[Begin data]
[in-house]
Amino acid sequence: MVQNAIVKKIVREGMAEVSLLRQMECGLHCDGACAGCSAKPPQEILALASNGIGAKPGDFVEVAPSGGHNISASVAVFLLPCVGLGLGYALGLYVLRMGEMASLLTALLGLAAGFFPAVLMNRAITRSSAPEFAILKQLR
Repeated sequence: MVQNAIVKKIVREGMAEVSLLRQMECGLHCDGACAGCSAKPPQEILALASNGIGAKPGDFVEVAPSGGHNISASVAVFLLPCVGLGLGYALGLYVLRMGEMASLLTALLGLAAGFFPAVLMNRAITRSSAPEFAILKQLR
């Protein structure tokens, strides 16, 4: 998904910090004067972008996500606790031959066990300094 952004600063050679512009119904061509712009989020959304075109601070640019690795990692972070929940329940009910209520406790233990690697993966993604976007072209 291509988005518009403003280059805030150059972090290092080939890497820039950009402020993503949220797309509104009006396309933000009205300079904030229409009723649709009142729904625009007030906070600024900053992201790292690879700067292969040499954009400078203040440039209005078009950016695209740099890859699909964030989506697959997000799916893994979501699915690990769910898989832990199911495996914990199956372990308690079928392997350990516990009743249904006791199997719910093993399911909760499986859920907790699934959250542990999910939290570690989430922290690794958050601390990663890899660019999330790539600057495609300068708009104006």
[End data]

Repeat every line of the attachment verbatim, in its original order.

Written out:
[in-house]
Amino acid sequence: MVQNAIVKKIVREGMAEVSLLRQMECGLHCDGACAGCSAKPPQEILALASNGIGAKPGDFVEVAPSGGHNISASVAVFLLPCVGLGLGYALGLYVLRMGEMASLLTALLGLAAGFFPAVLMNRAITRSSAPEFAILKQLR
Repeated sequence: MVQNAIVKKIVREGMAEVSLLRQMECGLHCDGACAGCSAKPPQEILALASNGIGAKPGDFVEVAPSGGHNISASVAVFLLPCVGLGLGYALGLYVLRMGEMASLLTALLGLAAGFFPAVLMNRAITRSSAPEFAILKQLR
């Protein structure tokens, strides 16, 4: 998904910090004067972008996500606790031959066990300094 952004600063050679512009119904061509712009989020959304075109601070640019690795990692972070929940329940009910209520406790233990690697993966993604976007072209 291509988005518009403003280059805030150059972090290092080939890497820039950009402020993503949220797309509104009006396309933000009205300079904030229409009723649709009142729904625009007030906070600024900053992201790292690879700067292969040499954009400078203040440039209005078009950016695209740099890859699909964030989506697959997000799916893994979501699915690990769910898989832990199911495996914990199956372990308690079928392997350990516990009743249904006791199997719910093993399911909760499986859920907790699934959250542990999910939290570690989430922290690794958050601390990663890899660019999330790539600057495609300068708009104006």